By: Garry S. Pagaspas, CPA
Documentary stamp tax (DST) in the Philippines is generally, a tax imposed on the exercise of certain rights to enter into specific transactions, acts, and deeds relative to business or dealings or properties as manifested by related documents and papers. These are imposed under Sections 173 to 201, Title VII of National Internal Revenue Code of 1997 (RA 8424), as last amended by Republic Act No. 10963 or Tax Reform for Acceleration and Inclusion (TRAIN) Package I that has been effective January 1, 2018.
Tax reforms on documentary stamp tax (DST) in the Philippines under TRAIN or RA 10963 is implemented by Revenue Regulations No. 4-2018 (RR 4-2018) dated December 19, 2018 and effective 15 days from publication at the Official Gazette or at a newspaper of general circulation. RR 4-2018 has been published at the Manila Bulletin last January 18, 2018 and its 15th day from publication is February 2, 2018.
Tax reforms on documentary stamp tax (DST) in the Philippines under TRAIN or RA 10963 focused more on rates and on new rules. For reference, below are the summary of tax reforms on DST in Philippines under RA 10963 TRAIN Package 1:
This is a new imposition made under the TRAIN or RA 10963, DST on donations of real property in the Philippines as this was not subject to DST prior to the tax reforms under TRAIN or RA 10963. The DST rate for donations of real property is the same on sales and dispositions of real property under Section 196 of the Tax Code, as amended – PhP15.00 for every PhP1,000.00 of consideration or value, or factional part thereof. This is about 1.5%, PhP15 divided by PhP1,000.00.
This may have been imposed relative to the tax reform on donor’s tax in the Philippines of 6% to level the tax implication of donations to sale of real properties classified as capital asset subject to 6% capital gains tax and 1.5% DST. Accordingly, selling a real property classified as capital asset and donating it may have the same tax implications.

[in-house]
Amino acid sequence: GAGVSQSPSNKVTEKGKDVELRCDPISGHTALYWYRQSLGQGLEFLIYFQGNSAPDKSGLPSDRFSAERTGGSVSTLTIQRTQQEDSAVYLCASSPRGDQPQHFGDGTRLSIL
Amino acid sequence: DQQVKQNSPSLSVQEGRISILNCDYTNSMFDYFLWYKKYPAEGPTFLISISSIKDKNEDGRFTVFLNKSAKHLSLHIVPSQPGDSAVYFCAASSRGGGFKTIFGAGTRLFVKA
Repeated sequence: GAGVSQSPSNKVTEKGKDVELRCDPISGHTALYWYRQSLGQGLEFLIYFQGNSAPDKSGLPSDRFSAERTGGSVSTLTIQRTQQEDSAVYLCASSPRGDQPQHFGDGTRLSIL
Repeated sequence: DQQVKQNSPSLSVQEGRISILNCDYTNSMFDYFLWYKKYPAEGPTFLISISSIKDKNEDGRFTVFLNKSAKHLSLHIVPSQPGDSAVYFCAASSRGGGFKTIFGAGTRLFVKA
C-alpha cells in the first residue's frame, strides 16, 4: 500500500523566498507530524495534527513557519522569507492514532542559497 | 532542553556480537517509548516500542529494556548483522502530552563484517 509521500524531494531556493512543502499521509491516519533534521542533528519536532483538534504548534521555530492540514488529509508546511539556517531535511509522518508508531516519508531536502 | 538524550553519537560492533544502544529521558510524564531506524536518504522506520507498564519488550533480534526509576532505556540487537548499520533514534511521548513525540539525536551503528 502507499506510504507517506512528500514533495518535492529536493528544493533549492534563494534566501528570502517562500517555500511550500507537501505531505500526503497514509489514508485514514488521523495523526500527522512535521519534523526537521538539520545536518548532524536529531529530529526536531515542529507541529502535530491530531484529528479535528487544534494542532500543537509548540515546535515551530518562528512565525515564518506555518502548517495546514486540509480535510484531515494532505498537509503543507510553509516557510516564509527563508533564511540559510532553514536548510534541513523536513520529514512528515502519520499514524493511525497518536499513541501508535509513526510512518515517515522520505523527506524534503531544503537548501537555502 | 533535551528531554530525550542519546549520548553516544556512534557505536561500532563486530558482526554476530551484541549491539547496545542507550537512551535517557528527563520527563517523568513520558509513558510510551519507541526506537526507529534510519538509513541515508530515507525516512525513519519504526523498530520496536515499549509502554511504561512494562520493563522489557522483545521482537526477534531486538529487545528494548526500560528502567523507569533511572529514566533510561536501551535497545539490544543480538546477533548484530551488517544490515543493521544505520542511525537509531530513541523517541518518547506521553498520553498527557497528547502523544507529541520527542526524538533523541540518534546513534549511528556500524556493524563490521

Prior to the tax reforms under TRAIN or RA 10963, loan agreements or debt instruments are subject to documentary stamp tax in Philippines imposed under Section 179 of the Tax Code, as amended, at the rate of PhP1.00 for every PhP200.00 or fractional part thereof of the issue price of the loan agreement or debt instrument in the Philippines.
Under the reforms of TRAIN or RA 10963 Package 1 in the Philippines, the PhP1.00 rate had been increased to P1.50 for every PhP200.00 or fractional part thereof of the issue price of the loan agreement or debt instrument in the Philippines.
Aside the from two (2) items above, almost all other provisions on the DST reforms under RA 10963 or TRAIN Package 1 doubled the rates imposed on transactions or documents. Example, DST rates on original issuance of shares at PhP1.00 for every PhP200 par value or consideration became P2.00 for every PhP200.00.
Tax reforms on Documentary Stamp Tax (DST) under TRAIN or RA 10963 is most on the rates, with the exception of DST on donations of real property. If the rate was the only amendment, this could mean the same rules would apply except for the rate on the computation of applicable DST in the Philippines. At any rate, it would be prudent to refer to the Tax Code, as last amended by TRAIN and the related implementing rule (e.g. RR 4-2018) for the specific applicable rate.
Garry is a Certified Public Accountant (CPA) and a law degree holder in tax practice for about fifteen (15) years now helping out taxpayers on securing BIR Rulings, appeal of BIR Ruling denials, company registrations in Philippines, tax compliance, tax savings, tax assessments, tax refunds, and other related professional tax services. He has been helping out some foreign clients determine the most appropriate legal entity to register in the Philippines based on intended operations, the eventual registration of such legal business entity and other related professional services such as securing Ph Visa, payroll, and business consultancy. He was formerly with the academe and is presently a frequent speaker of Tax and Accounting Center, Inc. and other seminar entities.
Disclaimer: This article contains personal view of the author and not of Tax and Accounting Center, Inc. intended for general conceptual guidance only and is not a substitute for an expert opinion. Please consult your preferred tax and/or legal consultant for the specific details applicable to your circumstances. For comments, you may also please send mail at info(@)taxacctgcenter.org, or you may post a question at Tax and Accounting Center Forum and participate therein.
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